Scotland’s decision to make sanitary products free and available to all is arguably the best thing to come out of 2020.
Now it is about time the rest of the world follows suit.
Periods are natural, not something a woman can control. However, there remains a taboo and stigma around them; women are not to discuss their periods, they are supposed to remain private affairs that women suffer alone. This stigma is finally one step closer to being removed in this landmark decision.
The average woman spends 10 years of her life on her period, something she quite literally has to pay for. It is a costly monthly expenditure with the average cost for sanitary products a month around £10.24.
Over time this adds up. The gift from mother-nature typically arrives at 12-years-old, and stays with a woman until her mid-50s; it is not something a woman can naturally prevent from happening. Over a woman’s lifetime, that is almost £5,000.
For some women, it is a cost out of reach, which has led to campaigns for an end to period poverty. Period poverty means “being unable to access sanitary products and having a poor knowledge of menstruation often due to financial constraints” according to the Bodyform website.
In the UK, one in 10 girls cannot afford menstrual products, while one in seven have struggled to afford them according to a survey by Plan International UK.
The Period Products (Free Provision) (Scotland) Act passed unanimously through the final stage in the Scottish Parliament on Tuesday evening, and requires authorities to ensure that any and everybody has free access to period products should they need them.
The campaign was led by Monica Lennon, Scottish Labour health’s spokeswoman.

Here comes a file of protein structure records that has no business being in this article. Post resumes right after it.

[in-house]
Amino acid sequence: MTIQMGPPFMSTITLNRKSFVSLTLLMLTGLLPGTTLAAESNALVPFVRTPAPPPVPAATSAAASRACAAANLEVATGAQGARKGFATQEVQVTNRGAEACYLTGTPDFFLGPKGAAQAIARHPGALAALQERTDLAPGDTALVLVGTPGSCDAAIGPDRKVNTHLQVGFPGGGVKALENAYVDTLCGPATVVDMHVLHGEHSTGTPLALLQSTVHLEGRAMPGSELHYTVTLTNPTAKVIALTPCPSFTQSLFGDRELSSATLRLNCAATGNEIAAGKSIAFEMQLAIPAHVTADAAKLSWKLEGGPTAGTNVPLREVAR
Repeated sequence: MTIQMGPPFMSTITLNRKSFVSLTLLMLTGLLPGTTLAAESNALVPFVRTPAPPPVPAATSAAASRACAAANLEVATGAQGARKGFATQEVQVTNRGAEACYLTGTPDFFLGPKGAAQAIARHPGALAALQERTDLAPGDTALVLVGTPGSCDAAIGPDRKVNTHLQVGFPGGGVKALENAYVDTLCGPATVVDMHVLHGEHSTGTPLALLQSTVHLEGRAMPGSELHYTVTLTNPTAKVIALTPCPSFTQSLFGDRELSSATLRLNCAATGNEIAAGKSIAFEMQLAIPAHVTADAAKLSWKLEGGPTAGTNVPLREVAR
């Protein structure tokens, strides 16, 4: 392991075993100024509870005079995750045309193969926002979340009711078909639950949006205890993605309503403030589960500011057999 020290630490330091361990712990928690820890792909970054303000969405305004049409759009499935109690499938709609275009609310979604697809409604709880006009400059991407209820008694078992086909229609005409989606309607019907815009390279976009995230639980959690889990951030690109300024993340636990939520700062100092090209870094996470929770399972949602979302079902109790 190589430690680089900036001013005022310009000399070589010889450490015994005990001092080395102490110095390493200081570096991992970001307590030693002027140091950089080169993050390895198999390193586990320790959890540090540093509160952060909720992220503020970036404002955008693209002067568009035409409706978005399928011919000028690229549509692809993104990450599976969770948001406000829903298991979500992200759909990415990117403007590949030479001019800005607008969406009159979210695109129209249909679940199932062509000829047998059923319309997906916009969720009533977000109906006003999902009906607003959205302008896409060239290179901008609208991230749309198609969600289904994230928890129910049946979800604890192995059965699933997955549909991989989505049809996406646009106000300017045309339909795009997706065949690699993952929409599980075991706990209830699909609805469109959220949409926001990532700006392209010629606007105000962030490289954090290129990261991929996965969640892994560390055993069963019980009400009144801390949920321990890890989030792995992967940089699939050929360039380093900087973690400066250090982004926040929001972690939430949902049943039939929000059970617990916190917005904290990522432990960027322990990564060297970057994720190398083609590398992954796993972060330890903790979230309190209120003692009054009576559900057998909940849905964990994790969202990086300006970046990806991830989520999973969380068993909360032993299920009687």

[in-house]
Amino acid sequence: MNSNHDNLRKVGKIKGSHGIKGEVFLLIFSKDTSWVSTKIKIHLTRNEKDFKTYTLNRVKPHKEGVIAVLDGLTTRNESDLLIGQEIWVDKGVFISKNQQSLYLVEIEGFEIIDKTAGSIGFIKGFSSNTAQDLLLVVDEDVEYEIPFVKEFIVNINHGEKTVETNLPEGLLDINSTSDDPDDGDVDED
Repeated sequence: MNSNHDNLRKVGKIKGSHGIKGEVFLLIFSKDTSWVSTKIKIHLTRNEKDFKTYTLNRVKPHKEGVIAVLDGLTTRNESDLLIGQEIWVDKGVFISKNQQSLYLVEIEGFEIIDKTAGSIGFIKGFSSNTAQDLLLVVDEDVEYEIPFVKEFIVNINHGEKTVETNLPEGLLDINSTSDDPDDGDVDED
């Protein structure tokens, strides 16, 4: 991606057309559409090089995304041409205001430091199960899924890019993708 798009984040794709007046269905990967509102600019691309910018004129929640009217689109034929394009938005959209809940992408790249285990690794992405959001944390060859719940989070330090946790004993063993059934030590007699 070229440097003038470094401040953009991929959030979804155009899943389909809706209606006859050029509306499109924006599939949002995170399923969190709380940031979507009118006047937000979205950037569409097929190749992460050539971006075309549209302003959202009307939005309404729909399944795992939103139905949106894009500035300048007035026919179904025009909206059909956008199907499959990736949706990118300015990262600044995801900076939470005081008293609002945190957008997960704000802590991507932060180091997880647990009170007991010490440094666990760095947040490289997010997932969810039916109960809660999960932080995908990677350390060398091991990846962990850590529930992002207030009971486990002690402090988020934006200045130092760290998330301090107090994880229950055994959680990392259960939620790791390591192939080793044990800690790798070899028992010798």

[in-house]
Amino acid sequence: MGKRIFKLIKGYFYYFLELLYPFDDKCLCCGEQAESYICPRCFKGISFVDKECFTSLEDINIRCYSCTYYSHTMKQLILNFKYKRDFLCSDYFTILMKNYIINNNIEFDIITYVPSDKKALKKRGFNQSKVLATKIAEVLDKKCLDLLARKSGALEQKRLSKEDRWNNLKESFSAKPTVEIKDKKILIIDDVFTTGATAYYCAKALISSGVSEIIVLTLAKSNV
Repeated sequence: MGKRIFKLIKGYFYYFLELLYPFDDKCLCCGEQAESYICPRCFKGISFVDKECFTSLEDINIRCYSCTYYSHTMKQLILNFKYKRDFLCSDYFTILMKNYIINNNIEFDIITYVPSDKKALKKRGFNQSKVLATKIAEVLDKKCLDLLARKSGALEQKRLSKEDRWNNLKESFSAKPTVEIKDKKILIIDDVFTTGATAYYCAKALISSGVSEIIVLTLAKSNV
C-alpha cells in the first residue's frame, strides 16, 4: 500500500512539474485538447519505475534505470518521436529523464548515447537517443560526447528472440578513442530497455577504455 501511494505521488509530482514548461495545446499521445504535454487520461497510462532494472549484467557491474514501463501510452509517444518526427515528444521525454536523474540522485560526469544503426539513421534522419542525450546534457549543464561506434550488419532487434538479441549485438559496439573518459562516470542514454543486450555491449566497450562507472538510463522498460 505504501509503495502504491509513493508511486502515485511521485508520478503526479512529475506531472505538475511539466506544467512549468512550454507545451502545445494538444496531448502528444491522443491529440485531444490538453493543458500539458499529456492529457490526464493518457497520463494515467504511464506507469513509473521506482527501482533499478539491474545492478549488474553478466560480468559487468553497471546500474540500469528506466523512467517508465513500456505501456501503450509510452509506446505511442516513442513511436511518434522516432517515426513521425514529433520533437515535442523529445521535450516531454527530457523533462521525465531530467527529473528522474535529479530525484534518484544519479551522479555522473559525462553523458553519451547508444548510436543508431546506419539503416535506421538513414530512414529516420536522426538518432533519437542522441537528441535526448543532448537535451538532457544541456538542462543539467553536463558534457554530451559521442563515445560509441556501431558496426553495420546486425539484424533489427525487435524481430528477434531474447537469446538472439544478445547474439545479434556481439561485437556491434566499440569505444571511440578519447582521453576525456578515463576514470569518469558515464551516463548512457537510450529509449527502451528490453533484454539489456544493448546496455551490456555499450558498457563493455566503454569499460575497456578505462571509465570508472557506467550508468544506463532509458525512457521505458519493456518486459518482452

But why is Scotland the only country to have made this step?
In 2017, the Green Party and Liberal Democrats put commitments to tackling period poverty in their manifestos. Labour made a similar pledge, and in January 2020, the Conservatives announced period products would be made freely available in schools and colleges in England that month.
However, in October 2020, the Independent reported the government had failed to make schools aware of the offer, and consequently, the majority of schools failed to sign up to the scheme.
While the Tories’ intentions were a step in the right direction, 49 per cent of girls in the UK had missed entire days of school because of their period, and 59 per cent of these girls made up a lie or alternative excuse for missing school that day.
Condoms, the pill and choice
Periods are not a choice for women. However, they are something that women have to pay out for, with taxation. Condoms, on the other hand, are freely available in sexual health clinics, are handed out in university halls, and are even supplied free-of-charge by some pharmacies across the UK.
In England, the contraceptive pill is also free, and while some women do use the pill to manage their periods, acne, or endometritis, it is primarily used, as a form of contraception.
Safe sex is, of course, encouraged, but sex itself is a choice – periods are not.
Scotland’s decision shows it is possible in the 21st century for women to receive free period products, it is now just a matter of the rest of the world following in their footsteps.